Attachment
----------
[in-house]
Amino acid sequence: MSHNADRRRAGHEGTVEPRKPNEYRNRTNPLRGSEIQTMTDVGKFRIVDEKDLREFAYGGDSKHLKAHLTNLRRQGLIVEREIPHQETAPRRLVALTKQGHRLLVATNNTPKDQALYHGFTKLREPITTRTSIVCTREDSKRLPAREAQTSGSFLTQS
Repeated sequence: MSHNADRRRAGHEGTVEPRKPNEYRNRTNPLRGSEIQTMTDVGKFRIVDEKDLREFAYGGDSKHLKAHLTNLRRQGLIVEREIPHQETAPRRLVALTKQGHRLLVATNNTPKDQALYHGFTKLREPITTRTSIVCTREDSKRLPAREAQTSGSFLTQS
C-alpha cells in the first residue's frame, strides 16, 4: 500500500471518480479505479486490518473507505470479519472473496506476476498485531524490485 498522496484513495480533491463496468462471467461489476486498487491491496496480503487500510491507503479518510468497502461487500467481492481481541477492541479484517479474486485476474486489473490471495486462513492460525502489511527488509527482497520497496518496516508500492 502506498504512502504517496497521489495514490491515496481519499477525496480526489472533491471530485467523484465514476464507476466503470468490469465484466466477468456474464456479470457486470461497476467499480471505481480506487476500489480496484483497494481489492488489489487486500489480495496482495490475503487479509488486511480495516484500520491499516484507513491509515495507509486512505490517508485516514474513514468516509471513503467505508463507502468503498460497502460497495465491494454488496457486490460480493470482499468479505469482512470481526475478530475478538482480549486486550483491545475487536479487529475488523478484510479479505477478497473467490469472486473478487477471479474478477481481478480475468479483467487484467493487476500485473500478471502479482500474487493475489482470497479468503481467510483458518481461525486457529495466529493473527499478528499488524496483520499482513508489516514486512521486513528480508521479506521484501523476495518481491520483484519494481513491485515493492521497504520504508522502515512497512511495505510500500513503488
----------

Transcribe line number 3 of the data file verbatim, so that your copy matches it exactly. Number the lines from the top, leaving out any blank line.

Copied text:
Repeated sequence: MSHNADRRRAGHEGTVEPRKPNEYRNRTNPLRGSEIQTMTDVGKFRIVDEKDLREFAYGGDSKHLKAHLTNLRRQGLIVEREIPHQETAPRRLVALTKQGHRLLVATNNTPKDQALYHGFTKLREPITTRTSIVCTREDSKRLPAREAQTSGSFLTQS